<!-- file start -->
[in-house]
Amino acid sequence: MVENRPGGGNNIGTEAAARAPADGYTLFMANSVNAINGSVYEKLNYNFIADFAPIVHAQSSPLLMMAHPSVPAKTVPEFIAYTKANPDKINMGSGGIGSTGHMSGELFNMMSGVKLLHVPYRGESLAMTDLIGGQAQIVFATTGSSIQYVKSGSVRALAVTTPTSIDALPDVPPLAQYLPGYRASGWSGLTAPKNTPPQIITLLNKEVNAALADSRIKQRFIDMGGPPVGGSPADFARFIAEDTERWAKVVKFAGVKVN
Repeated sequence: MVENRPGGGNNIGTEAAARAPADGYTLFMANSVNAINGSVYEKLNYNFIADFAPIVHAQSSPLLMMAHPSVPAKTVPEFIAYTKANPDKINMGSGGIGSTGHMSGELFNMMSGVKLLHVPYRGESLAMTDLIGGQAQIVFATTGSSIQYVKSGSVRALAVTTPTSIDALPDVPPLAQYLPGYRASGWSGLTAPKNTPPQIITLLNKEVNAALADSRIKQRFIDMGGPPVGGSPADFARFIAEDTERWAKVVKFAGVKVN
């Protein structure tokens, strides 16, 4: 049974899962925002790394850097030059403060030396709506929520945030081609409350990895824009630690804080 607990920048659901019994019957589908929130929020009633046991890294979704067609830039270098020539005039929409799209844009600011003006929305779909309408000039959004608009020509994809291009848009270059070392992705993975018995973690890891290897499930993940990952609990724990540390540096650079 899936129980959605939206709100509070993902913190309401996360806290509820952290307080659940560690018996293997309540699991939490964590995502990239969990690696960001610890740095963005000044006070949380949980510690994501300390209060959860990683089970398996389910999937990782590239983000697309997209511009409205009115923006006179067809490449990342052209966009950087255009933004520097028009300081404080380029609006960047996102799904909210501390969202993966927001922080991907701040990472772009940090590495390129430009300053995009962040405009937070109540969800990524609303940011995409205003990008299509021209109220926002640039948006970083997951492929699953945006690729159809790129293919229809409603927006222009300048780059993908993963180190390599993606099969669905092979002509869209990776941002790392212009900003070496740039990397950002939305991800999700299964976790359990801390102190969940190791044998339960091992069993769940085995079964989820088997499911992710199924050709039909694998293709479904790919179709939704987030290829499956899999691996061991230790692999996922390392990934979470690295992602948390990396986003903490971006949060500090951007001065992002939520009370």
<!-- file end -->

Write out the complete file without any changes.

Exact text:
[in-house]
Amino acid sequence: MVENRPGGGNNIGTEAAARAPADGYTLFMANSVNAINGSVYEKLNYNFIADFAPIVHAQSSPLLMMAHPSVPAKTVPEFIAYTKANPDKINMGSGGIGSTGHMSGELFNMMSGVKLLHVPYRGESLAMTDLIGGQAQIVFATTGSSIQYVKSGSVRALAVTTPTSIDALPDVPPLAQYLPGYRASGWSGLTAPKNTPPQIITLLNKEVNAALADSRIKQRFIDMGGPPVGGSPADFARFIAEDTERWAKVVKFAGVKVN
Repeated sequence: MVENRPGGGNNIGTEAAARAPADGYTLFMANSVNAINGSVYEKLNYNFIADFAPIVHAQSSPLLMMAHPSVPAKTVPEFIAYTKANPDKINMGSGGIGSTGHMSGELFNMMSGVKLLHVPYRGESLAMTDLIGGQAQIVFATTGSSIQYVKSGSVRALAVTTPTSIDALPDVPPLAQYLPGYRASGWSGLTAPKNTPPQIITLLNKEVNAALADSRIKQRFIDMGGPPVGGSPADFARFIAEDTERWAKVVKFAGVKVN
């Protein structure tokens, strides 16, 4: 049974899962925002790394850097030059403060030396709506929520945030081609409350990895824009630690804080 607990920048659901019994019957589908929130929020009633046991890294979704067609830039270098020539005039929409799209844009600011003006929305779909309408000039959004608009020509994809291009848009270059070392992705993975018995973690890891290897499930993940990952609990724990540390540096650079 899936129980959605939206709100509070993902913190309401996360806290509820952290307080659940560690018996293997309540699991939490964590995502990239969990690696960001610890740095963005000044006070949380949980510690994501300390209060959860990683089970398996389910999937990782590239983000697309997209511009409205009115923006006179067809490449990342052209966009950087255009933004520097028009300081404080380029609006960047996102799904909210501390969202993966927001922080991907701040990472772009940090590495390129430009300053995009962040405009937070109540969800990524609303940011995409205003990008299509021209109220926002640039948006970083997951492929699953945006690729159809790129293919229809409603927006222009300048780059993908993963180190390599993606099969669905092979002509869209990776941002790392212009900003070496740039990397950002939305991800999700299964976790359990801390102190969940190791044998339960091992069993769940085995079964989820088997499911992710199924050709039909694998293709479904790919179709939704987030290829499956899999691996061991230790692999996922390392990934979470690295992602948390990396986003903490971006949060500090951007001065992002939520009370």